It is true that operational practices depend on the cultural aspects, for instance the adoption of tillage practices by breeding programs needs to align with the agronomic practices used by farmers in that specific region. However, knowledge is transferable. There are always opportunities to adopt good practices from one region to another region.
With these practices in mind, breeding programs have three strategic challenges:
Breeding programs need to deliver more: with the growing demands for food and increasing resource and climate challenges, breeders must deliver the highest possible rate of genetic gains in farmers’ fields. The need to continually develop nutritious, climate-resilient, market-demanded cultivars is only growing. Breeding outputs must grow in tandem.
Breeding operation needs to deliver more: Breeders need best practices and expertise to support breading programs across all trials. They need to harness the best breeding data platforms, access and understand how to use genotyping services, adopt smart and sustainable field operations, manage seed inventory, and more.
Opportunities to learn from other breeding programs: And to meet the above challenges, breeding programs need to share their expertise. CGIAR is the largest global network of crop breeding organizations, and has a wealth of experience across crops and regions. National programs have local knowledge and relationships, and an intimate understanding of farmer and consumer needs. And the private sector has cutting edge technologies and practices that have not always been accessible to public breeding programs.
To meet these challenges, this month CGIAR Excellence in Breeding is launching the Breeding Operation Network for Development (BOND). BOND connects breeding operations professionals across the CGIAR, national agricultural research services (NARS) and the private sector.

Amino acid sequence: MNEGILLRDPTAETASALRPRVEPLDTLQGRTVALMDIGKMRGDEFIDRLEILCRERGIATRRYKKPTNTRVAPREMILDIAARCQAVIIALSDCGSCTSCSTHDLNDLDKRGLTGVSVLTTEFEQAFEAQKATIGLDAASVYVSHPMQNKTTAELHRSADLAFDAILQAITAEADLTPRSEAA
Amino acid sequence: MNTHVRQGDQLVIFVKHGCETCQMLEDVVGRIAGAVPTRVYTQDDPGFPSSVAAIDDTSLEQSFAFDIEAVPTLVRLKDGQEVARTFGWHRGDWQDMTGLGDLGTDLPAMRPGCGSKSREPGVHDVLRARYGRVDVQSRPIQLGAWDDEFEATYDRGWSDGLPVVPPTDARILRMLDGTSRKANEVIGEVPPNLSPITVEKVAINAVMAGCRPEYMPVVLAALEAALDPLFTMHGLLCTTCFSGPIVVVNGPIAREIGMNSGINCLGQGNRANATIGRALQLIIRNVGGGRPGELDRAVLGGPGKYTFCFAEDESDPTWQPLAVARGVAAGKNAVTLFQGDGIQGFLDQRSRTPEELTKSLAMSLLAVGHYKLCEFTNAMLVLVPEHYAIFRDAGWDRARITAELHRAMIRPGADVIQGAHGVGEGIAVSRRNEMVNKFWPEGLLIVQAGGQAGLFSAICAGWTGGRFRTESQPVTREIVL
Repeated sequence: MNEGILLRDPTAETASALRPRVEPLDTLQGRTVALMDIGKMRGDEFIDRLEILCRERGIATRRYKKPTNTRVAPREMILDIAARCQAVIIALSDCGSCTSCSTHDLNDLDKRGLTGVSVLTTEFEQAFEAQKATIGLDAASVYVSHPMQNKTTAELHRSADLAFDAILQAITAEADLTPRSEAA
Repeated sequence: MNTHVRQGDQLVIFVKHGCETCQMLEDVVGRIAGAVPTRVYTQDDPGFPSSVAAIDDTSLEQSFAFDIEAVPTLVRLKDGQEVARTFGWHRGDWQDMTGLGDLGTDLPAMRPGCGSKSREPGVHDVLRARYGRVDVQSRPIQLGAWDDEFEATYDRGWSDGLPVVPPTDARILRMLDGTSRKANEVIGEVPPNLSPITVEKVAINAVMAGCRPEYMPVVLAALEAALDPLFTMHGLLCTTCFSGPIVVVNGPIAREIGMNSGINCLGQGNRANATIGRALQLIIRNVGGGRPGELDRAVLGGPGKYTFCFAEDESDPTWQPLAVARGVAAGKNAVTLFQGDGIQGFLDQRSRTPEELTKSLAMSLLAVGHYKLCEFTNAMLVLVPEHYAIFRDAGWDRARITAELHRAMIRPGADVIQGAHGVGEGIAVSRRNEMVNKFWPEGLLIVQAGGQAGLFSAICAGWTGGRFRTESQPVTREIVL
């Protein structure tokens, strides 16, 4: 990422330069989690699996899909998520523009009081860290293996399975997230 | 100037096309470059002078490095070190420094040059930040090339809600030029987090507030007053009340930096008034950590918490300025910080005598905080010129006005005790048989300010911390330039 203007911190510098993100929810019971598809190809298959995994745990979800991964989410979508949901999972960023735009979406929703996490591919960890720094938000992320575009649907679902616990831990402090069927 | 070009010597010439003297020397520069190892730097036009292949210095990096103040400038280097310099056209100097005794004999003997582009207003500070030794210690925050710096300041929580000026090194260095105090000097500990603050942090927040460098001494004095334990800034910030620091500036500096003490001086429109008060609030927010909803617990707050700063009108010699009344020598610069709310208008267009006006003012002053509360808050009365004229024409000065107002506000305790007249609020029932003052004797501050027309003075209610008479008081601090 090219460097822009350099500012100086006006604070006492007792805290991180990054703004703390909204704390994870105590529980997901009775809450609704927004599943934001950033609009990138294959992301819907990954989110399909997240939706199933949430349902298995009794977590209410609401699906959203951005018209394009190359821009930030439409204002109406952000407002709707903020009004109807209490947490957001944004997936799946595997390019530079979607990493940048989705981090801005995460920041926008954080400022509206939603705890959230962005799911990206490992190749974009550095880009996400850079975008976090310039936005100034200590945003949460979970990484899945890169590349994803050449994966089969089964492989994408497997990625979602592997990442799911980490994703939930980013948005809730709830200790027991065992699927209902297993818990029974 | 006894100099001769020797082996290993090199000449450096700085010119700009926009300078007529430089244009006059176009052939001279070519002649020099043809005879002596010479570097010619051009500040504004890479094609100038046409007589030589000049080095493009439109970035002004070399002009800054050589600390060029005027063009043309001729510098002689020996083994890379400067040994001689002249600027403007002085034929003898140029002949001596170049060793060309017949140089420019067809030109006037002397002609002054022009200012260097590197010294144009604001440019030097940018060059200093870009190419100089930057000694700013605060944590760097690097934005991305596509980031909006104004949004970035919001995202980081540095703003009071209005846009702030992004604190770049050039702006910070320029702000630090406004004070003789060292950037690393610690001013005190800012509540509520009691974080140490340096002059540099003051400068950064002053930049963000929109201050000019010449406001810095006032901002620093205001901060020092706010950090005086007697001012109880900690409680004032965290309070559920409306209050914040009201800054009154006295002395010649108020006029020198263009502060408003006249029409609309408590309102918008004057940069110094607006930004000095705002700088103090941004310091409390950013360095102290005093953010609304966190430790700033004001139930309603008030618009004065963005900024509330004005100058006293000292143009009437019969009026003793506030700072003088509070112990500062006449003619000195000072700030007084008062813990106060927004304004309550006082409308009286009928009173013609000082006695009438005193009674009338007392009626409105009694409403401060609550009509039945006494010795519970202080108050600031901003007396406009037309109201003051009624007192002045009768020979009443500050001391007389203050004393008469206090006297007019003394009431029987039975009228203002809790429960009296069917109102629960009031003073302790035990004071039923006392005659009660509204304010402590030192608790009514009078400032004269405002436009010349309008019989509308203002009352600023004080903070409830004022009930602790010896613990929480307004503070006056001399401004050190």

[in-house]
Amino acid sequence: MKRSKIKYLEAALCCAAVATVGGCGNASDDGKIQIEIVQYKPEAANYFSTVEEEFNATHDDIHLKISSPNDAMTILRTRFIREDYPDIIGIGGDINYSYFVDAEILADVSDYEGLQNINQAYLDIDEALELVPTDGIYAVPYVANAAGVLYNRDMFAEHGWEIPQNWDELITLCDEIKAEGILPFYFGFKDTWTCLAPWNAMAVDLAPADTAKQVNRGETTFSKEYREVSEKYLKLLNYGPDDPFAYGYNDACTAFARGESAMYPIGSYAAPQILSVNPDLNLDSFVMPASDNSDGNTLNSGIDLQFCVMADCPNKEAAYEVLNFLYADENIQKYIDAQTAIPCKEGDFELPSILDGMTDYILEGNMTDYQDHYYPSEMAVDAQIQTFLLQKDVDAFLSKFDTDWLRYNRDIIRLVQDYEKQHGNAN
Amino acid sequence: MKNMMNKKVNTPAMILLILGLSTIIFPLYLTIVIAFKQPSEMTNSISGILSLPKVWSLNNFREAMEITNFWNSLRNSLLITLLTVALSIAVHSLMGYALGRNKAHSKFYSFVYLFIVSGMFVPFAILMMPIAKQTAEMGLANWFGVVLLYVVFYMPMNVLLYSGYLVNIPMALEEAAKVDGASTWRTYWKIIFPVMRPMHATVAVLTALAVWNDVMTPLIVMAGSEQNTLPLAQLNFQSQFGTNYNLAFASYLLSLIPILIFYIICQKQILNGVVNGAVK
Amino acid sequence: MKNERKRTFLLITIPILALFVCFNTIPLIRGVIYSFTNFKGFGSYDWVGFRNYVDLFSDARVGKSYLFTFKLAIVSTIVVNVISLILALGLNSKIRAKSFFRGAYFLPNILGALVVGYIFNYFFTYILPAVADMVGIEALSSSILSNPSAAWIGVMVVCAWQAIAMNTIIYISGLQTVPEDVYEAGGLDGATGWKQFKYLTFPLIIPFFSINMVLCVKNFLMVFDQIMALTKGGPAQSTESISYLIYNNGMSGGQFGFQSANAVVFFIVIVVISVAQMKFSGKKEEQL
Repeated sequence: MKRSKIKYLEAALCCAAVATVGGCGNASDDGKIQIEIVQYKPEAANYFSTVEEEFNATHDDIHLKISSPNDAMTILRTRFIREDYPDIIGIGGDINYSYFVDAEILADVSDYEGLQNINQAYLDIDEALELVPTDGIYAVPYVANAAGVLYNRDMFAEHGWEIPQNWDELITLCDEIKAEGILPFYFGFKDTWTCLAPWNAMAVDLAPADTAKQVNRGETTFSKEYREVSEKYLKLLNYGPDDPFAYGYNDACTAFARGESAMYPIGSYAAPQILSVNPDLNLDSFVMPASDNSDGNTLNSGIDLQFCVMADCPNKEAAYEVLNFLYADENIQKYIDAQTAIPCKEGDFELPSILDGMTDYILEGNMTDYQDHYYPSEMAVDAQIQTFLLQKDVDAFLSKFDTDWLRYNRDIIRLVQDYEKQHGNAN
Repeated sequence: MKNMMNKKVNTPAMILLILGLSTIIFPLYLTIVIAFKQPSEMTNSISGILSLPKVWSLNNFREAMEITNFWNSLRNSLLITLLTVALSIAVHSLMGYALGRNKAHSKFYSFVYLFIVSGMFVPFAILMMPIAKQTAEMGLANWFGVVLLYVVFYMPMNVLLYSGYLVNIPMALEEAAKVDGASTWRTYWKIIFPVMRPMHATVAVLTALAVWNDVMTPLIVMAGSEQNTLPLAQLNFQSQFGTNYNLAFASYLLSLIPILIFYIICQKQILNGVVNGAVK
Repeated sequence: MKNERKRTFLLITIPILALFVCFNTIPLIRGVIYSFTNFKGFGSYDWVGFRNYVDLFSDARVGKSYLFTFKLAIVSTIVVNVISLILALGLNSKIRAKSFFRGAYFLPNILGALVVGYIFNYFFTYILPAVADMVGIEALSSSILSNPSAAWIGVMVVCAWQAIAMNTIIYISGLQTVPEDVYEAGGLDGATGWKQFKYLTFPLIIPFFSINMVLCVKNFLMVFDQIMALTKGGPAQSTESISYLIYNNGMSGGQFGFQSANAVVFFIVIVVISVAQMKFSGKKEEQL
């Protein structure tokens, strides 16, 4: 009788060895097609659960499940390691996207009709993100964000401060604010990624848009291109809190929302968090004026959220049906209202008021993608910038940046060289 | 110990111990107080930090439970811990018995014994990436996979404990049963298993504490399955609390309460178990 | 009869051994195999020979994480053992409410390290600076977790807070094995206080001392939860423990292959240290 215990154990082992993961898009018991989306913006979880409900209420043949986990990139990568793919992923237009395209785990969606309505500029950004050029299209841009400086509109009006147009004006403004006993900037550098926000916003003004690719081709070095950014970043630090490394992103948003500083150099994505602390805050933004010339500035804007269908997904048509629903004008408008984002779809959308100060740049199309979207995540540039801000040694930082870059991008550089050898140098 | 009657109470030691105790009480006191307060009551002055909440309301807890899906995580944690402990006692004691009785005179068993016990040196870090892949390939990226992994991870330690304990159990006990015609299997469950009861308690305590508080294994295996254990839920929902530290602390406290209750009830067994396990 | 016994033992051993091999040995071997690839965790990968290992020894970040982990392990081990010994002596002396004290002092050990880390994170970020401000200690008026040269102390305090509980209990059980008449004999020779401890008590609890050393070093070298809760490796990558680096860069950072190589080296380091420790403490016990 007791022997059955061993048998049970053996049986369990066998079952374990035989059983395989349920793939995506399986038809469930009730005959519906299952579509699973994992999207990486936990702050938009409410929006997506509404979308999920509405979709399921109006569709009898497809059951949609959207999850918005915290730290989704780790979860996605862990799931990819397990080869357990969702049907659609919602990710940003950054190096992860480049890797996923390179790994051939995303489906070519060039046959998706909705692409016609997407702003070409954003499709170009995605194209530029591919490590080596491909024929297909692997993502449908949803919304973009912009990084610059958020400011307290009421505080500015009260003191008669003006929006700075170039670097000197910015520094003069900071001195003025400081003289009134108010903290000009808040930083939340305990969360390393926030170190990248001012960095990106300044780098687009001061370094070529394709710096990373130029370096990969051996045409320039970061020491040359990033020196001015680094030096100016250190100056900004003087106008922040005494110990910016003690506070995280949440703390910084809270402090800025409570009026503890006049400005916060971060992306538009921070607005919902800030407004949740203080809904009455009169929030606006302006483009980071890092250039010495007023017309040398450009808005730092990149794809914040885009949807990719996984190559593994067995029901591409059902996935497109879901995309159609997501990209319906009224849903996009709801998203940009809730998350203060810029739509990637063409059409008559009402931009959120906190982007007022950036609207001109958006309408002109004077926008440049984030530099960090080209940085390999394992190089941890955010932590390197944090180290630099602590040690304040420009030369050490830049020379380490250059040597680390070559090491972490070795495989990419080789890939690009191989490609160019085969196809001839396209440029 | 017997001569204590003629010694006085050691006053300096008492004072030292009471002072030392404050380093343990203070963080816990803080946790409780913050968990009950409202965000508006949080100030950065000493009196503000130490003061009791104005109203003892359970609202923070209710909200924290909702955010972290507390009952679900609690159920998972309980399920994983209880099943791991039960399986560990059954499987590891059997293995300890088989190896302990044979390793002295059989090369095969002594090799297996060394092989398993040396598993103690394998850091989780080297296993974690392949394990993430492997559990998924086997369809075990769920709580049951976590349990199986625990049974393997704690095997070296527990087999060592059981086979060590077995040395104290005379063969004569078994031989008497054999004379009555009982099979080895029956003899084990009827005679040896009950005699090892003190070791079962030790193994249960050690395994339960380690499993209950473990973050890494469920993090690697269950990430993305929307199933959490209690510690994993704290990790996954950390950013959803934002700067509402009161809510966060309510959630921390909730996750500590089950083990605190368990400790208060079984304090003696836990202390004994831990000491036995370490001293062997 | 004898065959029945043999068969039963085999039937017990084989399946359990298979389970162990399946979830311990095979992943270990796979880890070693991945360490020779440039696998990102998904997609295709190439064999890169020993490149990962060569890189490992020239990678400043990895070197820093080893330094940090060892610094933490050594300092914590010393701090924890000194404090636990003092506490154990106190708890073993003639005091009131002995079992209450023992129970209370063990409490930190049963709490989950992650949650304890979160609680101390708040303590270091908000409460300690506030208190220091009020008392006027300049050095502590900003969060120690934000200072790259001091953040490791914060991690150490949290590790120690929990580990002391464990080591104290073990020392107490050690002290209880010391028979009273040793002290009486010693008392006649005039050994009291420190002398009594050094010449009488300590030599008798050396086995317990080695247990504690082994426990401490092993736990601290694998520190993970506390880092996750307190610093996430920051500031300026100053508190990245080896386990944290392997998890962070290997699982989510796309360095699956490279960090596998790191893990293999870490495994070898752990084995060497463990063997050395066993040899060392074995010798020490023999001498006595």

The aim of the network is to connect and further professionalize CGIAR/NARS breeding operations, and develop and implement the best standard operating procedures (SOPs) among centers and programs. Through opportunities such as 1-on-1 exchanges, trainings, resources, webinars, SOP development and networking events, BOND and EiB are promoting continuous improvement in five vital breeding operations areas: phenotyping, agronomic practices, seed processing, planting and harvesting. With access to the resources and talents of the world’s best breeders, members will be primed to bring their programs to the next level.
The challenges for global food security are daunting. And the need for breeders to play their role is vital. And while breeding operations challenges are long-running and complex, the expertise and technologies exist to propel their practices to the top tier. With the bonds created through BOND, we can expect that CGIAR and national breeding programs will see major acceleration in delivering the varieties needed by farmers in lower-income countries.
Join EiB’s official BOND launch followed by the webinar “IITA Breeding Operations & Bayer Seed Processing” on June 9.
Blog by EiB Breeding Operations and Phenotyping Module lead Gustavo Teixeira, with Adam Hunt, EiB Communications lead. This blog reflects the information and views of the authors only. EiB and partners are supported by CGIAR Trust Fund Contributors and the Crops to End Hunger initiative, via the Bill and Melinda Gates Foundation, GIZ, BMZ, USAID, UK Aid, ACIAR and other partners.